Naming Twitter Accounts

This post is part of our Twitter for Business: Fundamentals Series.

When you create a new Twitter account, you’ll need to choose two names in your profile, both are used a little differently and both should properly represent your brand, profession, etc.

The first is the name of your Twitter account and will typically be your full company name, or if you’re going for a more personal approach, the name of the person operating the account.  This name should tell users who you are, and help them find you in searches.  It’s not used as often as your username (below), but it will be seen in various places and should represent your brand.

Your username (prefixed with an @ sign) is how everyone on Twitter will know you.  This is the name other people will use to send you messages, and is how others will typically reference you. It’s also the name that everyone will see when you post.  Shoot for a username that’s memorable, and represents your brand.  The shorter the better as users will occasionally need to type it.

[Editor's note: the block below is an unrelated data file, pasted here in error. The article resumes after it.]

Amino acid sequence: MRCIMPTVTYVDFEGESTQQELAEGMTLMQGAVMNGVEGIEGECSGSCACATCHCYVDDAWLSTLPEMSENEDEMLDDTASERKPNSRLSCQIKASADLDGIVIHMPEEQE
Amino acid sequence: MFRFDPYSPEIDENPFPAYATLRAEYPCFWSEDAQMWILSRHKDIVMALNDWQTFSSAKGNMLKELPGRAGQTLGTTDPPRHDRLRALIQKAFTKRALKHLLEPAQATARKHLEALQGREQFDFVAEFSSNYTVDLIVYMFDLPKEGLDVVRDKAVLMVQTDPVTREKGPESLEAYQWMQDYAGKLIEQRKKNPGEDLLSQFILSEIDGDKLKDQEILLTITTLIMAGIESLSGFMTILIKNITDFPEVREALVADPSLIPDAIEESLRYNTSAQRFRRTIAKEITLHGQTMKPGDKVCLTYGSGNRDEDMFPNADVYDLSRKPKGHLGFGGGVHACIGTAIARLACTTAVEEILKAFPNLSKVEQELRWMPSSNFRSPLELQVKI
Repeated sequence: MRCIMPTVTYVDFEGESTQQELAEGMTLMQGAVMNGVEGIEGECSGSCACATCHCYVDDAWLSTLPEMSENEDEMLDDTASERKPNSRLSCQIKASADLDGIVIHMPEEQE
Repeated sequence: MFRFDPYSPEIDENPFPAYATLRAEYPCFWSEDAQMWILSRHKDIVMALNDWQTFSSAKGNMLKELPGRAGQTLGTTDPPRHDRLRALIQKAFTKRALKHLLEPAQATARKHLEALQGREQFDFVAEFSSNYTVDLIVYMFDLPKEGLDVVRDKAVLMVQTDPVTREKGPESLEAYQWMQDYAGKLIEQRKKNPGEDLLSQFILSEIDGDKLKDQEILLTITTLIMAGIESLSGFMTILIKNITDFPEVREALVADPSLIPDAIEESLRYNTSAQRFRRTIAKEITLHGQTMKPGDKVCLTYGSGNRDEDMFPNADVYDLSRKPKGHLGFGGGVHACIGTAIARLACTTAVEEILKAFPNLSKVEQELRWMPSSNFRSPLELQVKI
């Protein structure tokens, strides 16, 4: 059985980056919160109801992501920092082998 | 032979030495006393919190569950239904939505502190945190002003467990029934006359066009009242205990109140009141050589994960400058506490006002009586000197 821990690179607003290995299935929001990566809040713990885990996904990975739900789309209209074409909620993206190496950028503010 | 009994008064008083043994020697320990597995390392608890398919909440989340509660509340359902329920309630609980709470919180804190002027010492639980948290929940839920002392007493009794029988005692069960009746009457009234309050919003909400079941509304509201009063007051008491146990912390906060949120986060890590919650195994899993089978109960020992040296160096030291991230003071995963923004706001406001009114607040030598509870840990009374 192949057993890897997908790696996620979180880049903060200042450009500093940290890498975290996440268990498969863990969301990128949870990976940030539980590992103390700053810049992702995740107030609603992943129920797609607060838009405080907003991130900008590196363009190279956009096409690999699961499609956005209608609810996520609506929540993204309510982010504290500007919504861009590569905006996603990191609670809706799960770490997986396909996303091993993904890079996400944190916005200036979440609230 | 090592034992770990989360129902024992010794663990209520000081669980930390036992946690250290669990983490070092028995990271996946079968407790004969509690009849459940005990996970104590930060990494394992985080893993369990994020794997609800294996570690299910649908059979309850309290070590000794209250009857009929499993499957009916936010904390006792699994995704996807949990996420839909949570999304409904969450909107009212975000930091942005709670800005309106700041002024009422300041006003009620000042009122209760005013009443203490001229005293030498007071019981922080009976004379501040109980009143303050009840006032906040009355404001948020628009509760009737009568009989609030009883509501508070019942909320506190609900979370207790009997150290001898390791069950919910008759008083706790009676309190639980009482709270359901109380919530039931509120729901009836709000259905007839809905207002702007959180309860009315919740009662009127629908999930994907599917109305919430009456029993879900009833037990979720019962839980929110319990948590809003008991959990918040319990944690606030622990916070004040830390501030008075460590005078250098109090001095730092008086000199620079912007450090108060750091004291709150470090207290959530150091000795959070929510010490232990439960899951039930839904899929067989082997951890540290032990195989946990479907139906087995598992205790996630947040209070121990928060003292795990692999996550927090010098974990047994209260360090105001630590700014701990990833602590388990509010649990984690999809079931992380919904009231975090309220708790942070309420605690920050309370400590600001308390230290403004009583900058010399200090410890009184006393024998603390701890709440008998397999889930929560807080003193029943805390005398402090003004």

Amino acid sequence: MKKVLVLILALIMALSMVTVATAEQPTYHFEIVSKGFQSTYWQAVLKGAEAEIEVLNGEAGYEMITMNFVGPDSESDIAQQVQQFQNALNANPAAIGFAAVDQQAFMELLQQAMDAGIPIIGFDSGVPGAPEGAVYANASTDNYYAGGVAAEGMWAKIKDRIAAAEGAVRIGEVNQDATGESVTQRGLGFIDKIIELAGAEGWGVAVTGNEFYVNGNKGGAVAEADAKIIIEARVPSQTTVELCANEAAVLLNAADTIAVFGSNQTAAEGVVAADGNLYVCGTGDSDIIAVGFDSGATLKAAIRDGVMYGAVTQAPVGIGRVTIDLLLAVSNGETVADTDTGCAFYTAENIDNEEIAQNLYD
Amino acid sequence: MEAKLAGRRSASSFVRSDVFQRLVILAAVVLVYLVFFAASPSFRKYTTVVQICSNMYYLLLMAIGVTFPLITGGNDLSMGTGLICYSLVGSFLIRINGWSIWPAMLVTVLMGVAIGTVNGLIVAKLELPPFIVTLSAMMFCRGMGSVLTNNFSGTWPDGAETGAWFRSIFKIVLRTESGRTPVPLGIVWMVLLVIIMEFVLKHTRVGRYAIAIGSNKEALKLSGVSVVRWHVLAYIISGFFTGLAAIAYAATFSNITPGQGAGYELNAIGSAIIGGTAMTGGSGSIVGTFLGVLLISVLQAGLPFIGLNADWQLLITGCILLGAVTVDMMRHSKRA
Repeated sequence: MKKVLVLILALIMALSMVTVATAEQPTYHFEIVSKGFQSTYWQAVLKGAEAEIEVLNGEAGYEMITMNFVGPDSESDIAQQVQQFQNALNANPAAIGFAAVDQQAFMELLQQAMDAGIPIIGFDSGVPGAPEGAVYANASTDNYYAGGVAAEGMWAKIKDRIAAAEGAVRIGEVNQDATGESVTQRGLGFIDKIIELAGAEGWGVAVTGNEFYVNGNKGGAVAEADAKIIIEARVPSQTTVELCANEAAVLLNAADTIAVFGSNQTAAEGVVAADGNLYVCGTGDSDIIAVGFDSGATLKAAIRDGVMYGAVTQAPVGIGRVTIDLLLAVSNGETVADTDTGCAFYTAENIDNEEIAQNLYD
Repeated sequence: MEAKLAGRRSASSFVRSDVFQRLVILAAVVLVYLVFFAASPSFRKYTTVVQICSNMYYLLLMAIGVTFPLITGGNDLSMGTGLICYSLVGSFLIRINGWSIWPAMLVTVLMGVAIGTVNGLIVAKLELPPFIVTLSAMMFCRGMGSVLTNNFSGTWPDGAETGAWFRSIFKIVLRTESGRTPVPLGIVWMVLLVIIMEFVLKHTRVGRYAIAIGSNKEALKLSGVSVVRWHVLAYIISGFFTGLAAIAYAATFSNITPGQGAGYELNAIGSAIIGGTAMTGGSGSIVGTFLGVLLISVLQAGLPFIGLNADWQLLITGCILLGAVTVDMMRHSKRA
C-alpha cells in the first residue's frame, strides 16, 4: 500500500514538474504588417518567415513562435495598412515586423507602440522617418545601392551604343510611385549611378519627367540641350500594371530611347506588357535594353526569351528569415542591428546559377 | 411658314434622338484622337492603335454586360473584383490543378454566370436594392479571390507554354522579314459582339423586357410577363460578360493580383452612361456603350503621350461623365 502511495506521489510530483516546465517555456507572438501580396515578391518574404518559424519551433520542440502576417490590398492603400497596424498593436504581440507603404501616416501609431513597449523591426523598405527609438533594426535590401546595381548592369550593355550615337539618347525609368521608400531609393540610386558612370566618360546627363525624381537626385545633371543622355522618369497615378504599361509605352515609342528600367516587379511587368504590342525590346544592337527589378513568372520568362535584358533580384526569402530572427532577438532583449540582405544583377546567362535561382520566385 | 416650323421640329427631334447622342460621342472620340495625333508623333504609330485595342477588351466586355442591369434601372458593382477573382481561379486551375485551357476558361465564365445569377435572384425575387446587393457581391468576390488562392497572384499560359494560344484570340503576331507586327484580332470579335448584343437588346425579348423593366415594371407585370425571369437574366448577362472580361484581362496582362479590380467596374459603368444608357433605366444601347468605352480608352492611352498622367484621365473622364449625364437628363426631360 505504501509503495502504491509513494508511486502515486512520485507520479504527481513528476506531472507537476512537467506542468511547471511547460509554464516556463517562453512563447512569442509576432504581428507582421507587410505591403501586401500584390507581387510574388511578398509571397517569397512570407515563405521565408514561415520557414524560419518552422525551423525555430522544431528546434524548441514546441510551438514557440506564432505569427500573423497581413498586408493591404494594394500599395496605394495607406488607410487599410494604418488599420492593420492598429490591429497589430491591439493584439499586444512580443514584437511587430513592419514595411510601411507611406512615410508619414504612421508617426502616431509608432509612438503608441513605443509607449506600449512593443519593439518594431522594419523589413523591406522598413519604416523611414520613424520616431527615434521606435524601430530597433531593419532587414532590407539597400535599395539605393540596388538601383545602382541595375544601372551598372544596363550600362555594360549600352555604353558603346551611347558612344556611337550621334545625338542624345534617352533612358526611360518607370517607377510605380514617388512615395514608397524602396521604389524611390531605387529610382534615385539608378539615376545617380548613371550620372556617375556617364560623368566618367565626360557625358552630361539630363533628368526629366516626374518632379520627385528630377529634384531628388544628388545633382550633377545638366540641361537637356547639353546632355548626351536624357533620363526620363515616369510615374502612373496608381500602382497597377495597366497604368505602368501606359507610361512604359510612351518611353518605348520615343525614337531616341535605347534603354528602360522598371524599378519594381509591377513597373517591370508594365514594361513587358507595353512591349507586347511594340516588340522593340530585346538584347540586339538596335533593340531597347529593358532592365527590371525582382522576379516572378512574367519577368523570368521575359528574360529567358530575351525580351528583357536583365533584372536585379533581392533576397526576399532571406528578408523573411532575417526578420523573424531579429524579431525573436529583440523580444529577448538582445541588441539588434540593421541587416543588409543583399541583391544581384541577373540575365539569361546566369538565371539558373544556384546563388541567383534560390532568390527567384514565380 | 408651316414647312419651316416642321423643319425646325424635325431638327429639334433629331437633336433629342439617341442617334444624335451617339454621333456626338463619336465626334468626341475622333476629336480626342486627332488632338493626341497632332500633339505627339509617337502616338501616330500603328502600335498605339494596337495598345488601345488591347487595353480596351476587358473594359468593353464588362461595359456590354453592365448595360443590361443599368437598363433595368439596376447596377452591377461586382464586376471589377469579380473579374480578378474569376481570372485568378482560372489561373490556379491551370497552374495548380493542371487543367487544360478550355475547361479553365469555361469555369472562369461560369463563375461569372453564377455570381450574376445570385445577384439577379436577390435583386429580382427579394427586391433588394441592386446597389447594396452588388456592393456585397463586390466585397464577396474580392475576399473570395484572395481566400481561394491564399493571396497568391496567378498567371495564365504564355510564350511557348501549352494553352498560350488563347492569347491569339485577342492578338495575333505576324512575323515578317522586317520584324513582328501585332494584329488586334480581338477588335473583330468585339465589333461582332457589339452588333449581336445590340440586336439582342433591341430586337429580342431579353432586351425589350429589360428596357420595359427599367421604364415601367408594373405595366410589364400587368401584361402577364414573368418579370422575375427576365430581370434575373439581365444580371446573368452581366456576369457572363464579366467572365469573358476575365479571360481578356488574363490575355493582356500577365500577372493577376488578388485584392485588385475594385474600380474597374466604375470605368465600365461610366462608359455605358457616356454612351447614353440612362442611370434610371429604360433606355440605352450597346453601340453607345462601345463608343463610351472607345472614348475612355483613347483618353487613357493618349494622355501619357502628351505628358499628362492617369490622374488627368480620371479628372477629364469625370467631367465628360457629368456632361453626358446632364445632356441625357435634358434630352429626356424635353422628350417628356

Twitter limits usernames to 15 characters, so you may have to abbreviate.  If the name you want has been taken, you may have to search for an alternative.

Some common approaches to picking a username using Sprout Social as an example;

  • Full Company name: @SproutSocial
  • Individual within company: @Sprout_Justyn
  • Shortened company name: @SprtSocial
  • Specific Function: @Sprout_Support